I have further provided in my invention for a disengagement of the worm clutch to initiate a time cycle to allow for spindle dwell. Dwelling is the process in drilling and boring operations whereby the tool is permitted to remain in its final depth position for a period of time while rotation continues, to permit the squaring out of the hole. When the tool reaches the maximum of its penetration as determined by the drum device, an electrical signal causes a four-way valve to be energized. Simultaneously with the energization of this solenoid control valve, the feed clutch is disengaged, and fluid is allowed to move through the fluid motor to cause the fluid motor to move in a direction opposite that previously described to cause the spindle to be moved to its retracted position. This is known as rapid retraction of the spindle, or the rapid retraction phase of the work cycle. Normally, in my invention, the cycles can be repeated indefinitely by using positional control devices so that the spindle is moved laterally to a new position and then through cooperation with the drum and settable members which settable members are preselected to predetermine a depth position by means of tape or other preselect means, the cycle is repeated and the same depth or other depths of the tool may be accomplished.

The principal object of my invention, therefore is to provide for the drilling or boring of holes in workpieces, without employment of an operator to operate the machine, by having a device which may be automatically positioned and which will automatically drill or bore a hole to a predetermined depth, regardless of the position of the workpiece with relation to the spindle carrying tool and in a minimum of time.

Anotherobject of my invention is to provide a device which employs hydraulic pressure or fluid motors whereby when a certain pressure switch or pressure sensing device which is sensitive to the cessation of movement of fluid within the system causes certain electrical" signals to activate a feed drum to cause clutches and other mechanisms to become engaged or disengaged to perform the operations for which this machine is intended. It is to be noted that these pressure sensing devices and pressure sensing gauges are automatically predeterminedably settable so that an operator is not required for efficient operation of this device.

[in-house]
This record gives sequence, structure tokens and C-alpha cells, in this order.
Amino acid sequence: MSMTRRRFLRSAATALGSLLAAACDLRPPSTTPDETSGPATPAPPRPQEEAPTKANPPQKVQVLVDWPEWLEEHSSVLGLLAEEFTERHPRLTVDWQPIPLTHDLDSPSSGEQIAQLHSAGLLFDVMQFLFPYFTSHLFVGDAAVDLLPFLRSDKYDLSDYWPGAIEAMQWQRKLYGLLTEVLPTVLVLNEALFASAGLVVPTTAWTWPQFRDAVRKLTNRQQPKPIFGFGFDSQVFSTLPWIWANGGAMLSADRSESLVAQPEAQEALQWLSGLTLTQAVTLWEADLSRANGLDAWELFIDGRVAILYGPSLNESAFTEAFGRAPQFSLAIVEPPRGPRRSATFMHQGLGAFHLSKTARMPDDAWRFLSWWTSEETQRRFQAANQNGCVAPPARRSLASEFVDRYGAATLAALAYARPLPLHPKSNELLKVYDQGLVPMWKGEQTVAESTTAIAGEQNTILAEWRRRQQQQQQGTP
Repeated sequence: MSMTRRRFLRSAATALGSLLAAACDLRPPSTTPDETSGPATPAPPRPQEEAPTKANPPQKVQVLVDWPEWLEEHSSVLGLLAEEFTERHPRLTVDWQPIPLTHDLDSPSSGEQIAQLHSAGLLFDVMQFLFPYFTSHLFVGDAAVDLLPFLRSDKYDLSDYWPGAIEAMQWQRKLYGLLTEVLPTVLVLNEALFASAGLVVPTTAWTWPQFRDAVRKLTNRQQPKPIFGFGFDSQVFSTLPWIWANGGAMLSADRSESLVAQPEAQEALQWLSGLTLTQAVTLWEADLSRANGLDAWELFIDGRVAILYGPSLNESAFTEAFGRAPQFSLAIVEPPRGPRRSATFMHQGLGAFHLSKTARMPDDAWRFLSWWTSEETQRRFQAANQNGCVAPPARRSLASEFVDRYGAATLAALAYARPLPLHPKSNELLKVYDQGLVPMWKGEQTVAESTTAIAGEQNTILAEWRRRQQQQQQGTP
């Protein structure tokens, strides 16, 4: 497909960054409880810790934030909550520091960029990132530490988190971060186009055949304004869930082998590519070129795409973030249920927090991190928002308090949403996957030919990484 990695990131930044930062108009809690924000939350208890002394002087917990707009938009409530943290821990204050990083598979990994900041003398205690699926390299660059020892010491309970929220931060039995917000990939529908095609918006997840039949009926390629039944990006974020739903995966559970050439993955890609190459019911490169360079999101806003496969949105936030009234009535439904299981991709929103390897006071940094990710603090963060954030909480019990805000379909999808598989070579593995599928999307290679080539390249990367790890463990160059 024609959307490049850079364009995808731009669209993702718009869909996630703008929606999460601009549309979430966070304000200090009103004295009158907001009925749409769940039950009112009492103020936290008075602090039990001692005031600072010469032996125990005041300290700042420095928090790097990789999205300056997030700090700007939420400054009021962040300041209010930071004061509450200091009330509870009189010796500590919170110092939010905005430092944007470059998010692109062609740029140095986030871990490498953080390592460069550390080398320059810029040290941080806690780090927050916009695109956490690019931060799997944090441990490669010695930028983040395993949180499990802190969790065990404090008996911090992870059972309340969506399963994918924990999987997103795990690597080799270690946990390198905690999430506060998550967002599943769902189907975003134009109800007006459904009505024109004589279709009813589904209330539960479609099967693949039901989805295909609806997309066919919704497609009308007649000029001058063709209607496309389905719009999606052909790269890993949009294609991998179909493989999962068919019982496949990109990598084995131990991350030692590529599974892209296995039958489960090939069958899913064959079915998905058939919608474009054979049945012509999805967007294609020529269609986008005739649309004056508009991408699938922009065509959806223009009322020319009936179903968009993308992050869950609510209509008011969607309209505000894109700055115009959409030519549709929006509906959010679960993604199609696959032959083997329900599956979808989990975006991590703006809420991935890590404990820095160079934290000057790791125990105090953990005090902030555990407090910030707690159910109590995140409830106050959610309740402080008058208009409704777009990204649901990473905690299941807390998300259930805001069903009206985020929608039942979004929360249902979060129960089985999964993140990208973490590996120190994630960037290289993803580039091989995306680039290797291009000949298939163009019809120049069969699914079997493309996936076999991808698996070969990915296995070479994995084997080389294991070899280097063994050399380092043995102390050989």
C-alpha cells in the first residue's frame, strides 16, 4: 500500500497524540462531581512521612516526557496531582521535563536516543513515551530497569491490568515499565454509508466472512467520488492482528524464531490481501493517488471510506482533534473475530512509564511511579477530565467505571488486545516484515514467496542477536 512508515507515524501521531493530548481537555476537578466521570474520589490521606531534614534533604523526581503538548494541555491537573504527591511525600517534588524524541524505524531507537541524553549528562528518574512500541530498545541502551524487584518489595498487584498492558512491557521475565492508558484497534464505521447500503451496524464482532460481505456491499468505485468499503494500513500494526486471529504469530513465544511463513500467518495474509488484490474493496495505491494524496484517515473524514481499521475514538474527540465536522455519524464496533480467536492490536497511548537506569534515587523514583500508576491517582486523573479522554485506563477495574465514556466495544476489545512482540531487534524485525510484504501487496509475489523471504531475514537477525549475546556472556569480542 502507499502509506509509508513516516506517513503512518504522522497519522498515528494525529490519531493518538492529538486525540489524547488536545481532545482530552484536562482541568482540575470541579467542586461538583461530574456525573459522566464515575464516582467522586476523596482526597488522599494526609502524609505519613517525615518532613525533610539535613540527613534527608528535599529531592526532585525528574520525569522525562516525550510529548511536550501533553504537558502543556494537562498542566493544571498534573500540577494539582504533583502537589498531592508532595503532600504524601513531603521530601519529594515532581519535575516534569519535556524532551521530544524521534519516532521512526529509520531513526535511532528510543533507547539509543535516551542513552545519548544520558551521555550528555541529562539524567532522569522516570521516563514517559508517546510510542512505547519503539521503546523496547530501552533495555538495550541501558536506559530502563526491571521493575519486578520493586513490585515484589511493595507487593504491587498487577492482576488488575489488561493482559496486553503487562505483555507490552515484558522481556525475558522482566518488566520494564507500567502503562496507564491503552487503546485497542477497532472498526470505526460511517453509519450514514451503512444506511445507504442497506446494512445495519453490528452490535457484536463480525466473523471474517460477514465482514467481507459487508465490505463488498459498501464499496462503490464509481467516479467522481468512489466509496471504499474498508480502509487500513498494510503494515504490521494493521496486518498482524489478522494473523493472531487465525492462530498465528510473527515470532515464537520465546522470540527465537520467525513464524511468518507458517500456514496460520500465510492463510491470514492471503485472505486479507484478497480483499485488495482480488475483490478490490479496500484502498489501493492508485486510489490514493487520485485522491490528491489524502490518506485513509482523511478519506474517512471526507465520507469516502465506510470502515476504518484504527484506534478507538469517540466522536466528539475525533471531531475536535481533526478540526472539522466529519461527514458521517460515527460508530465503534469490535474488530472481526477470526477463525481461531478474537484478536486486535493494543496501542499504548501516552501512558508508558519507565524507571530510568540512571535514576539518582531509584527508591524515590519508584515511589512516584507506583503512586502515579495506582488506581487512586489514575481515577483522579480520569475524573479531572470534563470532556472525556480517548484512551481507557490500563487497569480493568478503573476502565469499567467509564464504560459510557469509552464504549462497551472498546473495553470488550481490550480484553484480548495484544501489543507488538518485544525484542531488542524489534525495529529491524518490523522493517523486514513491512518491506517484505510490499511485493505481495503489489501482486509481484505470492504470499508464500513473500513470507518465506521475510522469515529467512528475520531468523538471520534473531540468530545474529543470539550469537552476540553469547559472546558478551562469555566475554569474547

Another object of my invention is to provide for a time sequential disengagement of a pair of clutch members utilizing a time delay relay to cause one clutch and then the other clutch to become disengaged. The difference in time between the disengagement of the two clutches is equal to the time of the dwell.

Another object of my invention is to provide for automatic means of feed engagement which become operable when the tool engages the surface of the workpiece so that the measurement of depth-of cut is made from this surface, thus insuring accuracy in depth.

Another object of my invention is to provide an automatic means of engaging feed the instant that the tool strikes the surface of the workpiece, not at fixed distance away from this surface, as is common in other automatically cycling machines, thus insuring the minimum possible time cycle for a given machining operation.

Another object of my invention is to provide the means for keeping a clutch engaged so that the settable drum dog members upon completion of the machining phase of the cycle are not rapidly forced back by a return spring but are allowed to return to their normal or reference position at a predetermined rate.

Another object of my invention. is to provide means for limiting the travel of the spindle from its principal basic position within the spindle carrying mechanism of the machine, to reduce the cycle time to a minimum. I have provided means in my invention for adjusting the reference. position relative to the workpiece. In other words, the configuration of the workpiece upon which the drilling or boring is to be performed will determine the setting of the reference position. The machine then operates in the same manner as previously described except with the adjustable reference position as its new point of reference.

Another object of my invention is to provide means whereby the mechanism will not be damaged due to the impact of the spindle returning to its retracted position or reference position. This is accompanied by utilizing the feed clutch so that the feed clutch is engaged momentarily prior to the reach of the reference position of the spindle to provide for a smooth return to reference position or beginning point. This in effect acts as a brake under proper conditions and prevents wear and tear on the various parts due to the utilization of hydraulic fluid as a braking means. Thereby I have accomplished in this highly automated machine the utilization of one clutch to perform two functions, thereby providing for a minimum number of movable and operable parts.